Pricing Design by Dan Mall is an A Book Apart book about pricing design projects as an outside designer (or developer or, really, any type of consulting or service provider — but specifically as a web designer). It’s well written and concise — just on the verge of being too concise.

Pricing Design is specifically labeled as a “brief” on its book page. They explain,

“Briefs are ebook-only guides to essential fundamentals, of-the-moment techniques, or deep nerdery on a single aspect of a topic. Whatever the book, you’re only a quick break away from learning vital, practical know-how.”

Pricing Design has four chapters:

  1. Pricing Methods
  2. Value-Based Pricing
  3. A Pricing Case Study
  4. Value Pricing: What to Expect

In the book, Mall promotes value-based pricing. Mall feels designers tend to rely on a time-based pricing method because it’s simple — simple to determine, to explain to a prospective client, and to compare against competitors.

But he thinks it’s too simple. He argues that charging an hourly rate:

  1. focuses your price (as a designer) solely on your own costs and experience, but tends to neglect what a client would be willing to pay
  2. causes your clients to compare you against the rates of unrelated service providers, like plumbers or lawyers or fast-food workers
  3. puts a cap on how much any given project could be priced at over a given time-frame (your rate times the number of billable hours)
  4. aligns your incentives against your clients, as you’re being incentivized to work less efficiently so as to maximize billable hours

If done well, Mall feels, value-based pricing can skirt a lot of these problems. Value-based pricing is an attempt to quantify and charge for whatever value you’re providing to a customer, as well as whatever value that you’re giving up. Its advantages over a time-based, market-rate price includes:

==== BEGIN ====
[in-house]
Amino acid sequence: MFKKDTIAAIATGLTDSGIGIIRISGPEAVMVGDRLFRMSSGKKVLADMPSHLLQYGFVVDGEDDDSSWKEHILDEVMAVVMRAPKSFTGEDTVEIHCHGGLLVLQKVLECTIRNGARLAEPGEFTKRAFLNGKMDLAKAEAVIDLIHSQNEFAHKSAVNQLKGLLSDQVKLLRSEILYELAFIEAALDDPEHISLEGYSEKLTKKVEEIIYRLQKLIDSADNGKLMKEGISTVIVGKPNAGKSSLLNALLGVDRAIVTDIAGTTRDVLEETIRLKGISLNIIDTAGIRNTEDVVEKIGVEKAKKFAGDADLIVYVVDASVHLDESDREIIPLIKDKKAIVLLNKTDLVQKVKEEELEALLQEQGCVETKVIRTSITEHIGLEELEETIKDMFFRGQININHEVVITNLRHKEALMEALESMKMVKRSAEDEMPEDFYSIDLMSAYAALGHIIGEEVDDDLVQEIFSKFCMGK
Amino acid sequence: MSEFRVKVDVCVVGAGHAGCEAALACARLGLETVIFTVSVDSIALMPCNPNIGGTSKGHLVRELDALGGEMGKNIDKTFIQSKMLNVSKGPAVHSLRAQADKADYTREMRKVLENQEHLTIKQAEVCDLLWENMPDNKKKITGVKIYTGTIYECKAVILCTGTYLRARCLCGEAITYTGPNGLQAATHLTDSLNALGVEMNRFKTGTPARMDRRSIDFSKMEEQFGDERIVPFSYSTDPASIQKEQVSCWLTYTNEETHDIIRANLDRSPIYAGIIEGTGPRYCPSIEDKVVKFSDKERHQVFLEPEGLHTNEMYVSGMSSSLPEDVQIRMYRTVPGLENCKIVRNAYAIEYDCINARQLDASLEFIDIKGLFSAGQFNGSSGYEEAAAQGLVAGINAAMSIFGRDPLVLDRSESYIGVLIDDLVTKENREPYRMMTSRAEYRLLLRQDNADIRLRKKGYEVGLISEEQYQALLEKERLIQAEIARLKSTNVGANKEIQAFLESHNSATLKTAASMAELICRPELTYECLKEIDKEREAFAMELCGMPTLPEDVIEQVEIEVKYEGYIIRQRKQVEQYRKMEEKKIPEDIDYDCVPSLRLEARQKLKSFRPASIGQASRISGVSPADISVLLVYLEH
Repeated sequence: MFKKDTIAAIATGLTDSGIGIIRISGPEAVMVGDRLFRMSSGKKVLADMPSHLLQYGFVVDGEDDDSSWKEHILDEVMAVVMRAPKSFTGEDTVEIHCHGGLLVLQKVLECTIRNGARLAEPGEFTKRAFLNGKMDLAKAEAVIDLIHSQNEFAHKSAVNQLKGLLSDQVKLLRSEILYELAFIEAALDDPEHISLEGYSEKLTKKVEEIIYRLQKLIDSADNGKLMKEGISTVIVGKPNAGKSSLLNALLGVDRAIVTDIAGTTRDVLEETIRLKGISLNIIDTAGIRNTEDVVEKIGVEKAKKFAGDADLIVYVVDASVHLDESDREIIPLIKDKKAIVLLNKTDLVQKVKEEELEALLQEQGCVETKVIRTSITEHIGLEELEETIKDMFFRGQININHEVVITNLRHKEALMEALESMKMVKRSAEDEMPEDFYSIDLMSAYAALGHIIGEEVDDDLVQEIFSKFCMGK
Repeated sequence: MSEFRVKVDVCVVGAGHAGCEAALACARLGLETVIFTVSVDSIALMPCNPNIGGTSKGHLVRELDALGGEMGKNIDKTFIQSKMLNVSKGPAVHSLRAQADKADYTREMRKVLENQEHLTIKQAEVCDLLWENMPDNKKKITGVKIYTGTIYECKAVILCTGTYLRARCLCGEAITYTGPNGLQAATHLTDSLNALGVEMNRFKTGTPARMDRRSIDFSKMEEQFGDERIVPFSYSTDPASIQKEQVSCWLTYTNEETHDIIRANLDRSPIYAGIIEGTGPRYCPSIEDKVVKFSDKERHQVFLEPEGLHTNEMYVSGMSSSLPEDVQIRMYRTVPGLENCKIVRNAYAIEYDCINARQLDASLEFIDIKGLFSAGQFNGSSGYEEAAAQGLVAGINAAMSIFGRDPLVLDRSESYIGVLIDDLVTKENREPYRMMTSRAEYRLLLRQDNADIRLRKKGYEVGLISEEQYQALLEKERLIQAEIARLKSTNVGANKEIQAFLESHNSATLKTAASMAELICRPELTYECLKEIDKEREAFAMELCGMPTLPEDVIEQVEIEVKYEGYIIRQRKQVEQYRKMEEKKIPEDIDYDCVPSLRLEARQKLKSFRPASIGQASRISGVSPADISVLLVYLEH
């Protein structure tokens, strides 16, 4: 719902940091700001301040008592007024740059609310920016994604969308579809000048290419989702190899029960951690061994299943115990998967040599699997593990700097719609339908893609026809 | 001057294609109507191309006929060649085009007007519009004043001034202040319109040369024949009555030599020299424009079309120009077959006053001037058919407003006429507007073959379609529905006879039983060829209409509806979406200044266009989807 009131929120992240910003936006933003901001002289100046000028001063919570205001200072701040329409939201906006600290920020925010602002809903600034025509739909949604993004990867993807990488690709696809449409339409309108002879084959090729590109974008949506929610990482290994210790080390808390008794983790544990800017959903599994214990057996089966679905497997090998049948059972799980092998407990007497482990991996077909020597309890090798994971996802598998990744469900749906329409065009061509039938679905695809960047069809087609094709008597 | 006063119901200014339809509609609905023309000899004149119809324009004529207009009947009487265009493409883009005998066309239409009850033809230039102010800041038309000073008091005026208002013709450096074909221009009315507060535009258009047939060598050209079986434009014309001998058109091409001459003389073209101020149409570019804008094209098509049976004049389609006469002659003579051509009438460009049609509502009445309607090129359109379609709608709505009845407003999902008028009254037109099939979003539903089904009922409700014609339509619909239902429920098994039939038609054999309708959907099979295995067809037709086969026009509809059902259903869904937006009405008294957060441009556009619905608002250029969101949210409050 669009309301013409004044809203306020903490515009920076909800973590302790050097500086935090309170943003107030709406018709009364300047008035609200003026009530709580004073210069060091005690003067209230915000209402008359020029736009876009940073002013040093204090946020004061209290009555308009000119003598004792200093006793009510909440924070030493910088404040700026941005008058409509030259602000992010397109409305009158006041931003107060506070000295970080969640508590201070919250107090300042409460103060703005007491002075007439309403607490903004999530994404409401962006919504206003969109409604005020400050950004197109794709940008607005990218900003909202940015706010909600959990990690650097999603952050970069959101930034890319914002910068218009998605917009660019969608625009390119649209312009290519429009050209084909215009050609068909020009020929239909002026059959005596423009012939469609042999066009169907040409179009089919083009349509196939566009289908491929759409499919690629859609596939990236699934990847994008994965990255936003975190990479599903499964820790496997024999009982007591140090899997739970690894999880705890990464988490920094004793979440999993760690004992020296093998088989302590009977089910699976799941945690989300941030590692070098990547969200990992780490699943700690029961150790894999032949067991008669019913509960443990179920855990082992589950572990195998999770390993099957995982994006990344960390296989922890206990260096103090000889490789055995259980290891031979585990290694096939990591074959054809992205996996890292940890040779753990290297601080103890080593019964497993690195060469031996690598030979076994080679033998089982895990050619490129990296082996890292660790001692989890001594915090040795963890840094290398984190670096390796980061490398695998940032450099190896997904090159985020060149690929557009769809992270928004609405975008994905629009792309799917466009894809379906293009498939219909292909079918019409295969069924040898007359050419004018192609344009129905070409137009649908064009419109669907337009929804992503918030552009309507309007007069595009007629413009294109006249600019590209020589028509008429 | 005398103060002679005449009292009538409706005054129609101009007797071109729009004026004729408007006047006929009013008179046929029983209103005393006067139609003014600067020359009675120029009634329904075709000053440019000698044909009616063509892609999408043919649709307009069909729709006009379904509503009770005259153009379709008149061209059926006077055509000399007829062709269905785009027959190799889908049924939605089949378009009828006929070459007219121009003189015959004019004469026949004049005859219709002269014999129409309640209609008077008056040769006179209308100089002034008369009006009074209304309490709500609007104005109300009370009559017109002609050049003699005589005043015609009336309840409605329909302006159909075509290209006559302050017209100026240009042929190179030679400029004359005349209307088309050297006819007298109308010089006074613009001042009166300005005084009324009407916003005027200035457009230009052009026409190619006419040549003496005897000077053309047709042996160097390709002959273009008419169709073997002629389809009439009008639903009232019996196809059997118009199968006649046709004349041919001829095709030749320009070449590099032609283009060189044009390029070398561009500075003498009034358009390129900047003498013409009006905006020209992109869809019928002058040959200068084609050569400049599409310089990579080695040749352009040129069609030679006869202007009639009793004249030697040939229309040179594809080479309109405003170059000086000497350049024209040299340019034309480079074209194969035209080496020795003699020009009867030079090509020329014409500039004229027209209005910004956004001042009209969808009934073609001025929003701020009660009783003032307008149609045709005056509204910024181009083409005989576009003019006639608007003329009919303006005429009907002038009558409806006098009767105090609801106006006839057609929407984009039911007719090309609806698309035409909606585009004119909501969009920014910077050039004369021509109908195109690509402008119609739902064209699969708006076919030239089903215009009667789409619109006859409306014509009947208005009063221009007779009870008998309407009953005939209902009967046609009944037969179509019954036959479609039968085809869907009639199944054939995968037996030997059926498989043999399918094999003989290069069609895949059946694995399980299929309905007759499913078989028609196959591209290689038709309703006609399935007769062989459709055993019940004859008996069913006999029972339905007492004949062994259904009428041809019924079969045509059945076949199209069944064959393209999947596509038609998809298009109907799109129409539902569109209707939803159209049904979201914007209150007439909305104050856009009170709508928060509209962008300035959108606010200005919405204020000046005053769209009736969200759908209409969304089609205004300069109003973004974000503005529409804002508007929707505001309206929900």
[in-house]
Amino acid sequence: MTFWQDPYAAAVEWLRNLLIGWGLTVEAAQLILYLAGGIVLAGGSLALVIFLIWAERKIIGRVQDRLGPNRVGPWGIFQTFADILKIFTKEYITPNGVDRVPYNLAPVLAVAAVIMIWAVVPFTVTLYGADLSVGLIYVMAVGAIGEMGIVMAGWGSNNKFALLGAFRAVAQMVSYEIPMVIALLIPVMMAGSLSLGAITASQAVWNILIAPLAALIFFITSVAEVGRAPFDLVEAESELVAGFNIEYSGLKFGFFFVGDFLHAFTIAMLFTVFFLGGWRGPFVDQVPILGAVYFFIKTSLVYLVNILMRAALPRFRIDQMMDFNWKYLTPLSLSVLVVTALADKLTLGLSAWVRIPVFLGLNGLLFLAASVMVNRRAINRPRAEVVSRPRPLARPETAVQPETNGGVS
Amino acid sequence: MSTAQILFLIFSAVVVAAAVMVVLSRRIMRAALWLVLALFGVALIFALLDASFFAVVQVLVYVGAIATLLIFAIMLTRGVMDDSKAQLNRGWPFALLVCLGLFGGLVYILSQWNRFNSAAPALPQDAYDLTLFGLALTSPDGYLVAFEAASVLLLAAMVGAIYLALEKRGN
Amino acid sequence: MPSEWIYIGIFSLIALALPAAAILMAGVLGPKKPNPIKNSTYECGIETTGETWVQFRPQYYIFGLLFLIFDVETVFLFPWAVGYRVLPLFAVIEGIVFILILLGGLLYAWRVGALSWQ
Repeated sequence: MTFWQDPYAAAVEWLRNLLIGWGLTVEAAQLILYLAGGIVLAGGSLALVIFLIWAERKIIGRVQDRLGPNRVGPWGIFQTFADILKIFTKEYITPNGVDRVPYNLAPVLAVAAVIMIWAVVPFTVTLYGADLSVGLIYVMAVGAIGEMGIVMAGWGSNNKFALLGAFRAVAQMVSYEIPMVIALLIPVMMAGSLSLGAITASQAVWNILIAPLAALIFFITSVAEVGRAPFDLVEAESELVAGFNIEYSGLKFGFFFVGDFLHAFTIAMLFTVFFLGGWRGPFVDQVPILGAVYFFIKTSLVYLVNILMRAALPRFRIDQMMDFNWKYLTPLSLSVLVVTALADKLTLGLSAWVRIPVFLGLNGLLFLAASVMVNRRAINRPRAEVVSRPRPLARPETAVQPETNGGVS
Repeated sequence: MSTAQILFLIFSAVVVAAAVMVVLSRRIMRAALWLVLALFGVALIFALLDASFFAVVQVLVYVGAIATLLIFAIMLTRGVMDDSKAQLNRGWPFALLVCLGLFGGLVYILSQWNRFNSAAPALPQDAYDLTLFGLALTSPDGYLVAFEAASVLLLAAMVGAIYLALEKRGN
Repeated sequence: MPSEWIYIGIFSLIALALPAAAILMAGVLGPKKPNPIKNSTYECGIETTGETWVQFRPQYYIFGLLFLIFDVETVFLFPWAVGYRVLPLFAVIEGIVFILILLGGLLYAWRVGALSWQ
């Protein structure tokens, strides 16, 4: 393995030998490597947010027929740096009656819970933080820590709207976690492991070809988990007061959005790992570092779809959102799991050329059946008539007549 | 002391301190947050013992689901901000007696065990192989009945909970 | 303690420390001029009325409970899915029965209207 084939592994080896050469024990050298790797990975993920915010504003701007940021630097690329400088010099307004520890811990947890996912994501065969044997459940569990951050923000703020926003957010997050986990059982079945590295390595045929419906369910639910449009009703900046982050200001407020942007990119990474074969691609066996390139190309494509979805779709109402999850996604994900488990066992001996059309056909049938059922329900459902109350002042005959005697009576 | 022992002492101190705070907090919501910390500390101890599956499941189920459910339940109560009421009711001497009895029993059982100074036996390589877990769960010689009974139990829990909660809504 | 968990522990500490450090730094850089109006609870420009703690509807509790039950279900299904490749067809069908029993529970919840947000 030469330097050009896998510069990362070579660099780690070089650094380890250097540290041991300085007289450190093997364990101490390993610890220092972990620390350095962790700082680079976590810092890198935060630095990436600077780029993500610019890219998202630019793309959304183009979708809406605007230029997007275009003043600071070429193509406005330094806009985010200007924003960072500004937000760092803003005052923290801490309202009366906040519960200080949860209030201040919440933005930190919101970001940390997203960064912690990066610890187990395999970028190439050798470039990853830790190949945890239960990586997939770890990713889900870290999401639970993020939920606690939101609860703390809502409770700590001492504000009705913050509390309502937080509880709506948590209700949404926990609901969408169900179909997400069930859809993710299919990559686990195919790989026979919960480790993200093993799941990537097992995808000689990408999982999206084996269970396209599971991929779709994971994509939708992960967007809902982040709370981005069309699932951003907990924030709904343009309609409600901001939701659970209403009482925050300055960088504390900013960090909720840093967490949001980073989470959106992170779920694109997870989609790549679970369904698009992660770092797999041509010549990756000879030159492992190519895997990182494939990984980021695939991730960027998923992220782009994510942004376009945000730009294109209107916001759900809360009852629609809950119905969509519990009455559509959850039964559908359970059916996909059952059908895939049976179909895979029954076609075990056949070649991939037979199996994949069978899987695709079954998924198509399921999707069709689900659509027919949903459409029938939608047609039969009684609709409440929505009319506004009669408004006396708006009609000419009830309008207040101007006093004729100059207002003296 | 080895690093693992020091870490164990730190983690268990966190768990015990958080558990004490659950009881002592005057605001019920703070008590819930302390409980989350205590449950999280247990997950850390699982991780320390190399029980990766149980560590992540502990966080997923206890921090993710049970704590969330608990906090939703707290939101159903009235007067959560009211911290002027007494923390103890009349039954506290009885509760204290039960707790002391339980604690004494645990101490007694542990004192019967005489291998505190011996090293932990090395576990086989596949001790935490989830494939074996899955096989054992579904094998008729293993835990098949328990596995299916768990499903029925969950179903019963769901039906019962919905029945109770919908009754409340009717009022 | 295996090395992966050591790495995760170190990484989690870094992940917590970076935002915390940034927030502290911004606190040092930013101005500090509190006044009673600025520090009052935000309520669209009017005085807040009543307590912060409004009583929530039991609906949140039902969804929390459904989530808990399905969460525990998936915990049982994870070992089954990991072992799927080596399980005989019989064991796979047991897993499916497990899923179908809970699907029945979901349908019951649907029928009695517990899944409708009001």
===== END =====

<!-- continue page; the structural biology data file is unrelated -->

1. a final price that more accurately reflects what you were hired to do
  2. it encourages you to focus on the product, not on your time spent working on the product
  3. increases flexibility for you to charge based on changes in your life that may cause you to be willing to accept work for significantly less or more than you normally would

In the book, Mall provides a walk-through example of how he would price-out a project for a customer. He also describes a quick exercise to help designers arrive at their price floor for a given project. He encourages you to imagine what item you would trade directly for completing the project. For instance, you might not be willing to do the work for a new iPhone, but perhaps you’d do it if it meant you could remodel your bathroom.

After reading Pricing Design, I did not suddenly feel like an expert in pricing theory, but I do feel the book provides enough information to serve as a framework for using value-based pricing in freelance projects. Although the book is written “for people who make websites,” I think it could be useful for any service provider.